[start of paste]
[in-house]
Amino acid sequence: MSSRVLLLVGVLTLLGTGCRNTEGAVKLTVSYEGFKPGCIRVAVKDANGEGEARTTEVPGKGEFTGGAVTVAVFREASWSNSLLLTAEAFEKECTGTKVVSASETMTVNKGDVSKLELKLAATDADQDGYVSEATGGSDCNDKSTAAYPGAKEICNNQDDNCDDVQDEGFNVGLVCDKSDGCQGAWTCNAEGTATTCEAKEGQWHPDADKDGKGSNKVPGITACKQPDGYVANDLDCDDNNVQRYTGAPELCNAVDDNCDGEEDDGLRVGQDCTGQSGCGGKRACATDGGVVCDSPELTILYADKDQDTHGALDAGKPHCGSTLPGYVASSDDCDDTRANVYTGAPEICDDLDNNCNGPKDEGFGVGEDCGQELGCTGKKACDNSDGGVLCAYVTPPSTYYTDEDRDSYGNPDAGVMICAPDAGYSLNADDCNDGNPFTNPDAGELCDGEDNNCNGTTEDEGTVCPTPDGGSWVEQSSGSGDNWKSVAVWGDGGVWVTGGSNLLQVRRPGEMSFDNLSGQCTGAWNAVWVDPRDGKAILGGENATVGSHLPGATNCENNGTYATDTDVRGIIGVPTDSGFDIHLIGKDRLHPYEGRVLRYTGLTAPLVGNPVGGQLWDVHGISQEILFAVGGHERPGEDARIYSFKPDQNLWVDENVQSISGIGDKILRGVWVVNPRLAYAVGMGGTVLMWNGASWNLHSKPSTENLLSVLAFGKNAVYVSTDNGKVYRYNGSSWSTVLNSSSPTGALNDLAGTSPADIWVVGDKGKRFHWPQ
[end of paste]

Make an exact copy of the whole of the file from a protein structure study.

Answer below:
[in-house]
Amino acid sequence: MSSRVLLLVGVLTLLGTGCRNTEGAVKLTVSYEGFKPGCIRVAVKDANGEGEARTTEVPGKGEFTGGAVTVAVFREASWSNSLLLTAEAFEKECTGTKVVSASETMTVNKGDVSKLELKLAATDADQDGYVSEATGGSDCNDKSTAAYPGAKEICNNQDDNCDDVQDEGFNVGLVCDKSDGCQGAWTCNAEGTATTCEAKEGQWHPDADKDGKGSNKVPGITACKQPDGYVANDLDCDDNNVQRYTGAPELCNAVDDNCDGEEDDGLRVGQDCTGQSGCGGKRACATDGGVVCDSPELTILYADKDQDTHGALDAGKPHCGSTLPGYVASSDDCDDTRANVYTGAPEICDDLDNNCNGPKDEGFGVGEDCGQELGCTGKKACDNSDGGVLCAYVTPPSTYYTDEDRDSYGNPDAGVMICAPDAGYSLNADDCNDGNPFTNPDAGELCDGEDNNCNGTTEDEGTVCPTPDGGSWVEQSSGSGDNWKSVAVWGDGGVWVTGGSNLLQVRRPGEMSFDNLSGQCTGAWNAVWVDPRDGKAILGGENATVGSHLPGATNCENNGTYATDTDVRGIIGVPTDSGFDIHLIGKDRLHPYEGRVLRYTGLTAPLVGNPVGGQLWDVHGISQEILFAVGGHERPGEDARIYSFKPDQNLWVDENVQSISGIGDKILRGVWVVNPRLAYAVGMGGTVLMWNGASWNLHSKPSTENLLSVLAFGKNAVYVSTDNGKVYRYNGSSWSTVLNSSSPTGALNDLAGTSPADIWVVGDKGKRFHWPQ